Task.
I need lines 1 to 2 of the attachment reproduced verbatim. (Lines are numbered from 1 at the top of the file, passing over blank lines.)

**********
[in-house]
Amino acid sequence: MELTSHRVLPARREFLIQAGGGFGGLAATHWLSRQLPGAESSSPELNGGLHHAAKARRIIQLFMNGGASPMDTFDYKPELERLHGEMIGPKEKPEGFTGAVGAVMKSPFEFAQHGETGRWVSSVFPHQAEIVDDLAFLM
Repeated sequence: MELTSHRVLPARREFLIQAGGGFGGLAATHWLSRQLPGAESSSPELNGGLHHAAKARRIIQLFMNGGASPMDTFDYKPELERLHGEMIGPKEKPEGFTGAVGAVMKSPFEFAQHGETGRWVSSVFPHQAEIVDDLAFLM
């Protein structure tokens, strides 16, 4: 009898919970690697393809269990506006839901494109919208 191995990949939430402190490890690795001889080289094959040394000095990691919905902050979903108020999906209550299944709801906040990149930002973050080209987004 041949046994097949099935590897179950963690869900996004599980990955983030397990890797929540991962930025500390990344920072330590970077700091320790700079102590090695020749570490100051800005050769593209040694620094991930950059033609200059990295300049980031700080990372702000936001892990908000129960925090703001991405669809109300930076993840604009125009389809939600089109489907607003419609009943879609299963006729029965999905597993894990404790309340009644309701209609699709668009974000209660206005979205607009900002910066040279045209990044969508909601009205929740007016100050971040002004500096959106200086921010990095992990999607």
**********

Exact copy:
[in-house]
Amino acid sequence: MELTSHRVLPARREFLIQAGGGFGGLAATHWLSRQLPGAESSSPELNGGLHHAAKARRIIQLFMNGGASPMDTFDYKPELERLHGEMIGPKEKPEGFTGAVGAVMKSPFEFAQHGETGRWVSSVFPHQAEIVDDLAFLM